Is this legislation too good to be true?
QUESTION: What is the new “loan charge” legislation being brought in from April 2019?
ANSWER: Over the past 20 years an industry has developed in the avoidance of PAYE and national insurance contributions. The genesis of this avoidance industry started with company directors who often received bonuses in the form of gold bullion, fine wines and even oriental carpets.
As the industry developed, more sophisticated methods of tax avoidance were employed to counteract HMRC's continual crackdown on PAYE and NIC avoidance.
These culminated in the use of off-shore structures from which employees were given loans rather than salary in attempt to say that the employees did not have any earnings and therefore were not subject to PAYE or NIC.
The most famous participant in this form of tax avoidance was the Scottish football club Rangers, whose wholesale use of off-shore trusts to pay its players ultimately culminated in its liquidation and plummet to the very bottom of the Scottish football ladder.
In July 2017 the Supreme Court finally ruled that the emoluments or earnings and payments from the Rangers Trust should have been subject to a deduction of income tax and NIC.
This decision has had a very wide ranging effect because it not only catches very wealthy individuals who have used off-shore trusts or EBT arrangements, it also is being used by HMRC to apply to the much lower profile and earning contractor loan schemes through which many contractors such as teachers and nurses were remunerated. These lower paid contractors were usually unwilling participants often having to agree to be paid in this way to get a job.
HMRC has introduced a draconian piece of legislation known as the “loan charge rules” which takes effect from April 5 next. At this date any contractor who has not repaid the loan they received from an off-shore trust will have to self assess themselves to income tax and national insurance on payments received as far back as 1999. The same principal applies to wealthy individuals who have received loans from EBT's in the past and whose loan still remain outstanding atApril 5.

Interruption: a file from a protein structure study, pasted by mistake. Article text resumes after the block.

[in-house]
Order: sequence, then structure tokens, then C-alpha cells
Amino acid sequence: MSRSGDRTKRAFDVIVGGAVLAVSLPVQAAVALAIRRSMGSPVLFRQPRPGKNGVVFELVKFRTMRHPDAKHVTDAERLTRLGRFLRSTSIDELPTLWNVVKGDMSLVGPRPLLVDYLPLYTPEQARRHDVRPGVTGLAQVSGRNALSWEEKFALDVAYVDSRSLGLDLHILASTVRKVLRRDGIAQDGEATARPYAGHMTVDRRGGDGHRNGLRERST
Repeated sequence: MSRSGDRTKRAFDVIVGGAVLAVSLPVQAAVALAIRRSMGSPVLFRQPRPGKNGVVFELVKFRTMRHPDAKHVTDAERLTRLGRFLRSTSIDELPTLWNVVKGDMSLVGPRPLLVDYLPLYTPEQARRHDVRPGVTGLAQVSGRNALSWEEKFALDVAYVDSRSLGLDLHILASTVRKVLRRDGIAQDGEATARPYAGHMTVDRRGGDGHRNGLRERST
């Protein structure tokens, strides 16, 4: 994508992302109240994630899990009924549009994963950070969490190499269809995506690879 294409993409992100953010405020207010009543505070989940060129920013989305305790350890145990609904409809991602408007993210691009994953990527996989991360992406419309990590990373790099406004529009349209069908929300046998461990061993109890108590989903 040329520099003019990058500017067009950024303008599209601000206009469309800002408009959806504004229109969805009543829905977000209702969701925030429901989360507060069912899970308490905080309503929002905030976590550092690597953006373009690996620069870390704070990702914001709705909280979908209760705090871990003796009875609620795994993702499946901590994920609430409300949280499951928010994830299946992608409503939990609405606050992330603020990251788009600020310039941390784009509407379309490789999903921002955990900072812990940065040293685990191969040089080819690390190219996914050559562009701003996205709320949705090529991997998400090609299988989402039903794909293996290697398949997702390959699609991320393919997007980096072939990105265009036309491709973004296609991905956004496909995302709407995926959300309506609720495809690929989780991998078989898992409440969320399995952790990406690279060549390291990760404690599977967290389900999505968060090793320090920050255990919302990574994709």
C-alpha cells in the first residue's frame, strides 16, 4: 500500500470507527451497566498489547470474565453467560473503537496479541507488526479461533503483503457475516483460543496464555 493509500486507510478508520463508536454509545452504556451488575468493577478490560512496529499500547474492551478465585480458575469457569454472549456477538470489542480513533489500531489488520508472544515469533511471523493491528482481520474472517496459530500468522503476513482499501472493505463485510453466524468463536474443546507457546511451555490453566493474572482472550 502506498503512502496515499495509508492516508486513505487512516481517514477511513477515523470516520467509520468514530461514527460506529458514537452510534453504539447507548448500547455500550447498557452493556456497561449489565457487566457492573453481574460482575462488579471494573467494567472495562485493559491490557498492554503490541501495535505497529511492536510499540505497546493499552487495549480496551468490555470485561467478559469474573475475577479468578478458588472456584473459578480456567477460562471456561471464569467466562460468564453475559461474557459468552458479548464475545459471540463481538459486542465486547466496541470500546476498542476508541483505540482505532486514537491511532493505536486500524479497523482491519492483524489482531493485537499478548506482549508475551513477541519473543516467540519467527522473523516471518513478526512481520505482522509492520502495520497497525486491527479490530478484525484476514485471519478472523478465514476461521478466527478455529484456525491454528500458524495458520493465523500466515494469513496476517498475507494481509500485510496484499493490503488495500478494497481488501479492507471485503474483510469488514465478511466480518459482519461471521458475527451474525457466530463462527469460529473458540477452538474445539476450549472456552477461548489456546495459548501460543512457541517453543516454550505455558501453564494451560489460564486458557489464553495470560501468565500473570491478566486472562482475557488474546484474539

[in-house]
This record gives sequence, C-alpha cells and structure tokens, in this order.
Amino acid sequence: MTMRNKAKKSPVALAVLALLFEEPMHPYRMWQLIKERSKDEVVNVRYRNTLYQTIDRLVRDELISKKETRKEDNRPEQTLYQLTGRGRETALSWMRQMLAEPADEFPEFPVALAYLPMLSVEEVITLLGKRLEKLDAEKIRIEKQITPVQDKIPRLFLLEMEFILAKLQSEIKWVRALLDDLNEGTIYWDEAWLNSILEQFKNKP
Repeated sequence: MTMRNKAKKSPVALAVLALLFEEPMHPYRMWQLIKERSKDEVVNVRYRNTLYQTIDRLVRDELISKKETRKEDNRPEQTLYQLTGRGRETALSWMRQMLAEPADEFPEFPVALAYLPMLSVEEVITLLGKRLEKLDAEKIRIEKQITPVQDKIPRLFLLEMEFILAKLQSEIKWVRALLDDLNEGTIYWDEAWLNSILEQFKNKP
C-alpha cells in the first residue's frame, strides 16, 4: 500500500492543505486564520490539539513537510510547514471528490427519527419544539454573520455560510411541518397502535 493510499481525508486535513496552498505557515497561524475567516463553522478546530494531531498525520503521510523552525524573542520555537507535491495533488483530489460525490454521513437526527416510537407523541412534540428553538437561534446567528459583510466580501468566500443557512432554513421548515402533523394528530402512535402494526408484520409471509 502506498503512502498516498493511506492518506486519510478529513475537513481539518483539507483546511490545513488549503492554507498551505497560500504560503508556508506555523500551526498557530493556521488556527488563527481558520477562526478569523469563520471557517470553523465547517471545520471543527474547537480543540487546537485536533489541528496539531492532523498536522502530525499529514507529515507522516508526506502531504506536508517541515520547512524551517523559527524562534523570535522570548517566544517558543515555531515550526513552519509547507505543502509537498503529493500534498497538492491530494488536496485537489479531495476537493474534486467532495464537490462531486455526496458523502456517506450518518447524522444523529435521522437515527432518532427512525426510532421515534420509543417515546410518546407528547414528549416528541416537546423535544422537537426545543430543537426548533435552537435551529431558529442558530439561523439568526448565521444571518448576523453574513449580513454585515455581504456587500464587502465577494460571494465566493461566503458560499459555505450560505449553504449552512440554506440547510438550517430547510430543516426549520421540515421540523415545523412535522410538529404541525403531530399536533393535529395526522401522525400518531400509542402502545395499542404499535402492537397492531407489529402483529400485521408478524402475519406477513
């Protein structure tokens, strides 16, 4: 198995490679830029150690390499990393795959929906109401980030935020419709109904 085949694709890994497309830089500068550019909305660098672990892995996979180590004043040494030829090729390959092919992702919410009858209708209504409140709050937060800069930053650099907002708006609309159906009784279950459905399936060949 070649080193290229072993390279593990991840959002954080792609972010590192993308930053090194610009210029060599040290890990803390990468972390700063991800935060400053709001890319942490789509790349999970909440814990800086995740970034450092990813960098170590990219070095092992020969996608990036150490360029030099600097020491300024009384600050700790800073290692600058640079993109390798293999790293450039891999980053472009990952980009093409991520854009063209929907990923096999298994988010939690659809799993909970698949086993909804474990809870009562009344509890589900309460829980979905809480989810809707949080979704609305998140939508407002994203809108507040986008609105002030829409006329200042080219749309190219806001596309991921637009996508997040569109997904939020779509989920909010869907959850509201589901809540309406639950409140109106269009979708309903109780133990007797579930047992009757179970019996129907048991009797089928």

It is estimated that up to 50,000 people may be caught by this legislation change which could still be the subject of judicial review.
Builders are also being approached by service companies offering to alleviate them from the employment status issues associated with labour only sub-contractors – that is, are they employees or self employed sub-contractors?
Such agencies are promising contractors a panacea for this age-old chestnut within the construction industry. Such arrangements should be approached with extreme caution as if in the future they are challenged by HMRC it is unlikely that the agency will still be in existence to defend their scheme.
Furthermore, HMRC now has an arsenal of weapons to attack such arrangements including the disguised remuneration legislation and the General Anti Avoidance Rule to name but two. So if it sounds too good to be true, it probably is.
:: Paddy Harty (firstname.lastname@example.org) is director at PKF-FPM Accountants (www.pkffpm.com). The advice in this column is specific to the facts surrounding the question posed. Neither the Irish News nor the contributors accept any liability for any direct or indirect loss arising from any reliance placed on replies.